Dale Peterson: Retired, but his heart still at YDS

Ray Waddle

Meredith Jane Day, visiting YDS in 2012 and trying to decide where to go to divinity school, was amazed to encounter the cordial YDS student dean who already knew her name and background before they even met.

“My feeling was, if someone this thoughtful and helpful can be a leader here, then this is where I want to be,” she recalls.

She was talking about Dale Peterson, beloved friend of YDS who decided last fall to retire in order to take care of his 92-year-old mother in Virginia.

Peterson had been YDS dean of students for 15 years, following after 12 years as a Yale chaplain. His 27 years at Yale leave a wake of great affection and gratitude.

“He’s the best advocate for students I’ve ever met–a beautiful liaison between institutional concerns and individual betterment,” says Day, who graduates with an M.Div. in May. “He always made space for students who needed it. He sees the best in people and brings out the best in people.”

Dale lore and legacy are readily recalled across the YDS world – his acquaintance with virtually every student (about 190 new faces a year), his pastoral gift of stepping into a student’s life in moments of personal crisis or conflict. The candy bowl outside his office embodied Petersonian geniality. The school’s email communication network remains branded with his name: Dale Mail.

Peterson says he is stunned and humbled by all the well wishes he has received these past months.

“My heart is still fully there in New Haven as well as here in Virginia,” he says. “I still feel as fully connected there as here. My issue now is how to maintain the connection. I pray every day for the students, faculty and staff. I keep in mind all the seasonal rhythms of life there. It’s very much on my heart.”

He continues to write references for YDS students and others, and is making plans to visit. He still keeps a New Haven apartment that he has had for decades, although he knows the time will come soon to let that go and move its contents.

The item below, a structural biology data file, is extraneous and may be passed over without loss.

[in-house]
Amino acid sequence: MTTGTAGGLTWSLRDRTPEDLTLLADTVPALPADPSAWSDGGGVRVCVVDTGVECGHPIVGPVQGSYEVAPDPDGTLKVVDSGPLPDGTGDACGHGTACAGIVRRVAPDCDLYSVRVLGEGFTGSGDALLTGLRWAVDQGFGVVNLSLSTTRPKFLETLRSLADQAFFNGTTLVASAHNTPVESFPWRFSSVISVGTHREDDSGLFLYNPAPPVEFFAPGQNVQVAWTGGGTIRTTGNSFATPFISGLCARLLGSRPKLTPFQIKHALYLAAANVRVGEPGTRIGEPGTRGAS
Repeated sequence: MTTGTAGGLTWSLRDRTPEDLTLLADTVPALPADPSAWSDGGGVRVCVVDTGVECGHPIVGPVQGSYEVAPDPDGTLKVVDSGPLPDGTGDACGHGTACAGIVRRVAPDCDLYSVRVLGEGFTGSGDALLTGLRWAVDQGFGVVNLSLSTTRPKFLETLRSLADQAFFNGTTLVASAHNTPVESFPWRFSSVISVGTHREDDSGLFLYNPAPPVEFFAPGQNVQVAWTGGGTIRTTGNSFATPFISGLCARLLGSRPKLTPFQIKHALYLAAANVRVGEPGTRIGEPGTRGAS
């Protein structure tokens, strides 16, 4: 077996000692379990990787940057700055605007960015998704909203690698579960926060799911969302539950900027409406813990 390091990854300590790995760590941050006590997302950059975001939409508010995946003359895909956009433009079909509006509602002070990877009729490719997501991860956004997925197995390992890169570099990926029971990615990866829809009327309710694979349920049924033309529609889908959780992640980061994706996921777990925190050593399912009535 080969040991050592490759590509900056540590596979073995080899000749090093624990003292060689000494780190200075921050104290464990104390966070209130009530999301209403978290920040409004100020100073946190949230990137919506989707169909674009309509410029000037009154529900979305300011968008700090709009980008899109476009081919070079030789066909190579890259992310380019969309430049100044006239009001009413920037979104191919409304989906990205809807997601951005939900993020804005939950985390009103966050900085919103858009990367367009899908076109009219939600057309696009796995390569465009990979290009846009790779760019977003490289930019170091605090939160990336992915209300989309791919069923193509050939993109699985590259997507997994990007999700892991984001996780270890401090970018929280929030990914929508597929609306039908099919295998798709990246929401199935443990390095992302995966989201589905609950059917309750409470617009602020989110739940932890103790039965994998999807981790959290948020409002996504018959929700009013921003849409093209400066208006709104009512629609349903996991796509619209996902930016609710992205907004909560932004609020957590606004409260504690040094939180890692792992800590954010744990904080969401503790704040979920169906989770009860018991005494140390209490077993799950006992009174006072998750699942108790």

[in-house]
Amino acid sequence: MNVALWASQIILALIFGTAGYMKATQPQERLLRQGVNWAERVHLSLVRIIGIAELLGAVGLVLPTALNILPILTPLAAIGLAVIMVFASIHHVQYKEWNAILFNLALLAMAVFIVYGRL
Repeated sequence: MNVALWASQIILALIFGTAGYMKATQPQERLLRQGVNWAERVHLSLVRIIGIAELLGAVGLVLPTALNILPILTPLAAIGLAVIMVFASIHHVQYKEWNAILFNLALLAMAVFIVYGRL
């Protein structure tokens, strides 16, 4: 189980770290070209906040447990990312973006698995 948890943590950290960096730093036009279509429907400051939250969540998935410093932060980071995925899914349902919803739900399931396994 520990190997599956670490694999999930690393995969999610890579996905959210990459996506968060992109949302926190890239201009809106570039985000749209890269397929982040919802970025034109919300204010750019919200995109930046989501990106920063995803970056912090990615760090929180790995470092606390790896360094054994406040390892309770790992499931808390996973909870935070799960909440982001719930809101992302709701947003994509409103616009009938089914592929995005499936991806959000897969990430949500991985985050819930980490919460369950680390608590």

“I miss chapel, I miss the hallway conversations,” he says. “People at YDS are doing great work everyday, and I’m not there to help! But others will always come after us, continuing the work. The work of that school is something larger than any of us.”

His decision to take early retirement–he turns 60 in September–came after his sister died of cancer last year, leaving his mother’s increased need of help at home in Chesapeake, Va.

“She’s an amazingly vibrant and vital 92-year-old, but she needs someone with her to maintain that vibrancy and vitality,” he says.

“With her church and friends and medical support here, this is the best thing for her now.”

Colleague Lisabeth Huck, the YDS registrar, says Dale has a remarkable talent for making everyone feel affirmed and loved. And she misses something else: his laughter.

“He has a joyfulness that just spills out of him,” she says. “I’d hear it down the hall, his laughter, maybe a hundred yards away, before it slowly got closer and closer, and that’s when I’d start to smile because I knew Dale would soon be in my doorway.”

Many remark on his ability to turn a crucial administrative position into a daily ministerial practice, easing student life anxieties and extending a compassionate ear.

“That’s part of who he is – bringing a sense of joy and hopefulness to the work,” Huck says.

Today Meredith Day says she aspires to find her “inner Dale” whenever she needs it.

“He has a willingness to step out of his comfort zone at any moment for people who need help. When I think of the best parts of YDS and what we can be, I think of him.”

Peterson grew up the churchgoing son of a Baptist minister in Virginia. Both his parents went to seminary.

“As the story goes, I was born on a Monday, but I was in church by Wednesday night!” Peterson has said. “I don’t think I missed a service from the time I was born. Our household was right there—we always lived next door to the church.”

He was an undergraduate at the University of Virginia and received an M.Div. from Southern Baptist Theological Seminary in Louisville. He became a college chaplain at Dartmouth, then did work as a nursing-home chaplain in Waco, Tex., where he was ordained a Baptist minister in 1987. After coming to Yale the next year, he eventually served as pastor of two Congregations. In 2011, he was elected to a one-year presidency of American Baptist Churches of Connecticut, a network of 120 congregations.

To him, his whole career whether as chaplain or administrator or mentor has been a gospel endeavor. “Without my personal faith, there’s no way I could be present to others.”

“As much as I will miss him, I admire him immensely for his commitment to care for his immediate family,” YDS Dean Gregory Sterling said in a statement to the YDS community a few weeks ago.

“To say that we will miss Dale is inadequate. Dale has a special place in our hearts and we wish him the very best. This will always be his home.”

March 31, 2015